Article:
Research Press Release

Ecology: Sharks support seagrass mapping in The Bahamas

Nature Communications

November 2, 2022

The characterisation of a seagrass ecosystem in The Bahamas, which may be the world’s largest example of such a system, is described in a paper published in Nature Communications. The findings are based on data from instrument-equipped tiger sharks, satellite and divers surveys.

Seagrass ecosystems play a key role in supporting carbon sequestration, ocean biodiversity and fishery resources. They are estimated to account for 17% of the carbon sequestered in marine sediments annually. The effective conservation of seagrasses and their potential to provide nature-based solutions to climate change is therefore of critical importance. However, it is currently hindered by uncertainties regarding the size and distribution of seagrass ecosystems.

To address these knowledge gaps, Austin Gallagher and colleagues developed an innovative method to map a seagrass ecosystem across the Bahama Banks in The Bahamas. Tiger sharks have a strong preference for seagrass habitats, and so the authors used data from 15 instrument-equipped tiger sharks to track their locations and collect images of the seafloor. This data was then combined with over 2,500 surveys performed by human divers to assess the presence of seagrass and integrated with existing estimates of seagrass cover. Based on these data, the authors suggest that seagrass on the Bahama Banks may cover an area of at least 66,000 km2 and potentially up to 92,000 km2. The authors propose this would make it the world’s largest seagrass ecosystem currently known. Additionally, they indicate that these estimates expand the global extent of seagrass area by around 41%, which highlights the importance of this region as a globally relevant carbon sink.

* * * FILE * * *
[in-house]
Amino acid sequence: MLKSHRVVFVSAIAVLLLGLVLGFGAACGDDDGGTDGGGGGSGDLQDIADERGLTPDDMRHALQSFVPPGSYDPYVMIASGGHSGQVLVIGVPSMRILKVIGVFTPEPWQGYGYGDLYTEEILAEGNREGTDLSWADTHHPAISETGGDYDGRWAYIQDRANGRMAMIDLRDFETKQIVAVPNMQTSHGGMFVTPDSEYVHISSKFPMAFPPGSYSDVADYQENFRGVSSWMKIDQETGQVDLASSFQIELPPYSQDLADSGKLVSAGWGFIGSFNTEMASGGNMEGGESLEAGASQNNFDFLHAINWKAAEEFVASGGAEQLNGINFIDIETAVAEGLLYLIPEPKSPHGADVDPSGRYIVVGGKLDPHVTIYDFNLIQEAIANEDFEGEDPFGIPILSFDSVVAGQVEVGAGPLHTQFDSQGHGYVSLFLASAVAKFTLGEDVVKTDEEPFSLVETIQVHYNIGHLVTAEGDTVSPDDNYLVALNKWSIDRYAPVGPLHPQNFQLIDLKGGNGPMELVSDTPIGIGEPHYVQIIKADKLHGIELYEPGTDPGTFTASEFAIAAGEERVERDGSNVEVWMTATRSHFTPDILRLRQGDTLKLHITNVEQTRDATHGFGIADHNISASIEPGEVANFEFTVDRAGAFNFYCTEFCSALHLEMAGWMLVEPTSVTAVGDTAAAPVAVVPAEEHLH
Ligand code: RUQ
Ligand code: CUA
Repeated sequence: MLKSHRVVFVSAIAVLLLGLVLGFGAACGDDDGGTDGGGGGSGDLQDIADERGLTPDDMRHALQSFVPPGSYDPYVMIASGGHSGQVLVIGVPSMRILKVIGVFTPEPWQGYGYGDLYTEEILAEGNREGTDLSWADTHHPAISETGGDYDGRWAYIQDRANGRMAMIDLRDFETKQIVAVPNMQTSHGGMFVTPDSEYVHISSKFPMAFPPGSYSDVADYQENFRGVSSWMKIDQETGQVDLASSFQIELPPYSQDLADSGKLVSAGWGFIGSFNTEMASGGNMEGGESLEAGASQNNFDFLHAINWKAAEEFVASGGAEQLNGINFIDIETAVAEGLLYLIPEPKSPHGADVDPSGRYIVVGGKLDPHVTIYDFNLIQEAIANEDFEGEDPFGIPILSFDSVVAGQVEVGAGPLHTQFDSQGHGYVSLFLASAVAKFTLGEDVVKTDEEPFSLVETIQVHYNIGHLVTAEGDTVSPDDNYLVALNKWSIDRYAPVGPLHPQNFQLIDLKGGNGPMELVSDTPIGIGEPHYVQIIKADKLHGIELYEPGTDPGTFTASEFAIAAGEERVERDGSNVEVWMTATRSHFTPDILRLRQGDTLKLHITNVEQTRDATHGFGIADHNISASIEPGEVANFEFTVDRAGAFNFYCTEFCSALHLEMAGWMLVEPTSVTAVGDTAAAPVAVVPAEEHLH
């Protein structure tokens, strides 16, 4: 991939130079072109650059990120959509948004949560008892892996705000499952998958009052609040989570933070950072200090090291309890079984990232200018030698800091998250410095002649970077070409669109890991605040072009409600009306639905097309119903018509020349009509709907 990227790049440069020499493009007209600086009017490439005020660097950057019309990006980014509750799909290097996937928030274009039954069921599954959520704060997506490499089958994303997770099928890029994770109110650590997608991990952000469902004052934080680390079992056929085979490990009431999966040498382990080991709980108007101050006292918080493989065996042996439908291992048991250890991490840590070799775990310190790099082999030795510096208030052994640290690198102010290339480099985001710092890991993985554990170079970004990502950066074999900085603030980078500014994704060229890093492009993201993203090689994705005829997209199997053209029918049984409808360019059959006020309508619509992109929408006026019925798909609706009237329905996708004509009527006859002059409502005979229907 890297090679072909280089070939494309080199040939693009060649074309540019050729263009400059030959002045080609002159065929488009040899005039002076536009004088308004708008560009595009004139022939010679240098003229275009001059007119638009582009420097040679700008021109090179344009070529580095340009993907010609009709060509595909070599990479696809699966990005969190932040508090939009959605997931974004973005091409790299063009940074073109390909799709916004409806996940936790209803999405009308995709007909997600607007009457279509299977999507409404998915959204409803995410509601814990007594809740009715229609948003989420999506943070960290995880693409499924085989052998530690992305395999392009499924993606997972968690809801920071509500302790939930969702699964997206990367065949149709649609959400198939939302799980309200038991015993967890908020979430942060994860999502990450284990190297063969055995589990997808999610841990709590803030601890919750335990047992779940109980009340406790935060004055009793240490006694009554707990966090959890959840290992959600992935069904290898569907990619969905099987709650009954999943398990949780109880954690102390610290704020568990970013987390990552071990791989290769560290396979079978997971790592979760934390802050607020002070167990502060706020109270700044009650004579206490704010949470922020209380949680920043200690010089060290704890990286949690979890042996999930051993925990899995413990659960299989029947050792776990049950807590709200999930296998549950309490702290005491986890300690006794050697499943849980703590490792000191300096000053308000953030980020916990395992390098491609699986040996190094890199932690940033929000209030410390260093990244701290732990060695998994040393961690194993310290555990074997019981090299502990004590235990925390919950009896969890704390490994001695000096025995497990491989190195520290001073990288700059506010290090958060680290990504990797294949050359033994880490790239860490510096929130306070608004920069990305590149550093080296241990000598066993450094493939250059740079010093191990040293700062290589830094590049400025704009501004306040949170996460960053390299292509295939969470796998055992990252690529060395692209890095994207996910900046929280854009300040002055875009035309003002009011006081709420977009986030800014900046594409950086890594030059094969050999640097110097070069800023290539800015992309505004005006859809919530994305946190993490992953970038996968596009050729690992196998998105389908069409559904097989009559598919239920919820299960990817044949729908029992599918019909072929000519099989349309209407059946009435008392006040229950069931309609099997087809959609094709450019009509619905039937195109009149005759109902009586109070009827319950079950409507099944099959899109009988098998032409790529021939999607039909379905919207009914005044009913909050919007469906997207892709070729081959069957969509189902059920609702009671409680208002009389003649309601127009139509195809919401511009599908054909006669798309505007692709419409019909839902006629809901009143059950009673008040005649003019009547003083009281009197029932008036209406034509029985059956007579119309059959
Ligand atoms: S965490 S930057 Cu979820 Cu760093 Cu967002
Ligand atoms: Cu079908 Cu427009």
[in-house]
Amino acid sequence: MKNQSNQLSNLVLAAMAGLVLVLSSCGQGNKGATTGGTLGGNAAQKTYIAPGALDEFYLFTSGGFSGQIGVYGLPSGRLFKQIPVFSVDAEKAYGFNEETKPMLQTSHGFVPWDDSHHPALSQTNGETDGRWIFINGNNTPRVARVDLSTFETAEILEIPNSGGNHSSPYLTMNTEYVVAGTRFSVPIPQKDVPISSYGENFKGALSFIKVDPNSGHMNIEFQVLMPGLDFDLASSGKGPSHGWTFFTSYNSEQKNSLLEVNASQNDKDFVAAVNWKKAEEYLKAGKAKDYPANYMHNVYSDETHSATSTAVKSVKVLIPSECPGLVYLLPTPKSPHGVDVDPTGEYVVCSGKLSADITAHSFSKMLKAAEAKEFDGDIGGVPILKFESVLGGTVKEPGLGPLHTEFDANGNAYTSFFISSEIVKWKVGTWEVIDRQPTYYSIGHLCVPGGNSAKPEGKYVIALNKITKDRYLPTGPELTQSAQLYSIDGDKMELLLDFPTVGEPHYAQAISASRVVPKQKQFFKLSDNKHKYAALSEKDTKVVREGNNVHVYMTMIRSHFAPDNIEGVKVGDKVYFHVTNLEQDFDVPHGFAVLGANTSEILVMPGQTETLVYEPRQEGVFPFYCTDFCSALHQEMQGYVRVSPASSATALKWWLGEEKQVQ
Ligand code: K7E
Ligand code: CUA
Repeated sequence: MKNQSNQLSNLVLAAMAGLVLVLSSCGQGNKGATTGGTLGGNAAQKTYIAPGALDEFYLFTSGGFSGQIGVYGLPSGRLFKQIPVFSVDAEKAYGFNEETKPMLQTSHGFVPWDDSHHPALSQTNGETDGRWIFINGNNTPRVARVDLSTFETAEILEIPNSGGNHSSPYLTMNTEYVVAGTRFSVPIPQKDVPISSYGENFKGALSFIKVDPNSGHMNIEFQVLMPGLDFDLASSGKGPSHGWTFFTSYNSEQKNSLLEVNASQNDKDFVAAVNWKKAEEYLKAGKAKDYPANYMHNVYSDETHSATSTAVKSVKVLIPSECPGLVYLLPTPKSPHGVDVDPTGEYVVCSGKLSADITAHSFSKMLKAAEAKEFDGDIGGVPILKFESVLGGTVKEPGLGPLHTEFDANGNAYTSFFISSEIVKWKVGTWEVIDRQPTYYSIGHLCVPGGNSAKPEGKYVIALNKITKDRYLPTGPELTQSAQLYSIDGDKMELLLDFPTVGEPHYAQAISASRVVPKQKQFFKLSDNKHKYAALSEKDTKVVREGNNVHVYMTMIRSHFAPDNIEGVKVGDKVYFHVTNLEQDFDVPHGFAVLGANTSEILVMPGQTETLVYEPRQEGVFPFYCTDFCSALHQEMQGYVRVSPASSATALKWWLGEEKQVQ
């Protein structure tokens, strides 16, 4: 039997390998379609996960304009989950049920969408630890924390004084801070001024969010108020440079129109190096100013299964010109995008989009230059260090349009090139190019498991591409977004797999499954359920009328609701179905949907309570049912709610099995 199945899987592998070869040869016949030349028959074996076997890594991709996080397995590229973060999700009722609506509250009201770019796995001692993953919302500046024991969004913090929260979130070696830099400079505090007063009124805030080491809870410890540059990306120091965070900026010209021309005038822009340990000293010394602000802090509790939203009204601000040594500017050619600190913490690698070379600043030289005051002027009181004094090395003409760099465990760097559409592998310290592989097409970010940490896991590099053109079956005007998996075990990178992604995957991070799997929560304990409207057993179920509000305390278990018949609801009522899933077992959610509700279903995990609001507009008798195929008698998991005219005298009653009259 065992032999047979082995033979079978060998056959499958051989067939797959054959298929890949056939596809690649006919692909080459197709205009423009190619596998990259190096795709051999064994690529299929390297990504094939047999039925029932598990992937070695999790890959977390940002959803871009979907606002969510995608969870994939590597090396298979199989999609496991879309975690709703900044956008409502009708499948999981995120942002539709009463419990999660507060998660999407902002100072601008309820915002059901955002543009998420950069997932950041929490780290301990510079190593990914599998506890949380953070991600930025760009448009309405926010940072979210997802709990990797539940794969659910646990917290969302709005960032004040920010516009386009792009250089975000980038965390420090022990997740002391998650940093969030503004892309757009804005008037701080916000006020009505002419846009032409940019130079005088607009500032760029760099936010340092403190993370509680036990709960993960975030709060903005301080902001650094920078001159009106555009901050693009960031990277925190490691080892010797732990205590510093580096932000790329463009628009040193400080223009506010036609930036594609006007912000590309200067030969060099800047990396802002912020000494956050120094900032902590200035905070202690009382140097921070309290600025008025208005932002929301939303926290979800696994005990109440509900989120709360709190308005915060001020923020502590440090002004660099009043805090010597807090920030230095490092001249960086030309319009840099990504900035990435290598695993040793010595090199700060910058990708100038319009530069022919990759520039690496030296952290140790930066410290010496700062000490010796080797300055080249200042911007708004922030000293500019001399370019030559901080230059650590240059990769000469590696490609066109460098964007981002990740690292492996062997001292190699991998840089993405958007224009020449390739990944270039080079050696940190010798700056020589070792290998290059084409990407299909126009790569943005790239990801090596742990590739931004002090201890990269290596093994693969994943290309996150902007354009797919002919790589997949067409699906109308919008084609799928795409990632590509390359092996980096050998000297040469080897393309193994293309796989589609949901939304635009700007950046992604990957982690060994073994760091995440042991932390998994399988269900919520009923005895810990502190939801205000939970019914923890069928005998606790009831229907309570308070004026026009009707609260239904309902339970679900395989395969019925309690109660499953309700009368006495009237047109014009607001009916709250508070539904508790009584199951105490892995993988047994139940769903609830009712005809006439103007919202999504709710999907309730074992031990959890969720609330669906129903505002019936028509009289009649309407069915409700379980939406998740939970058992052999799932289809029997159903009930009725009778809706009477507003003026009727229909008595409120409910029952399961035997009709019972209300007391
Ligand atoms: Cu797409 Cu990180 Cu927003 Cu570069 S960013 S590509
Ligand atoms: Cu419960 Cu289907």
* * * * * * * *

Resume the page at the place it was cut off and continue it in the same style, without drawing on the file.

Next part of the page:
The authors suggest their findings highlight gaps in our knowledge of ocean ecosystems and demonstrate the benefit of utilising ocean megafauna to expand our understanding of marine habitats.


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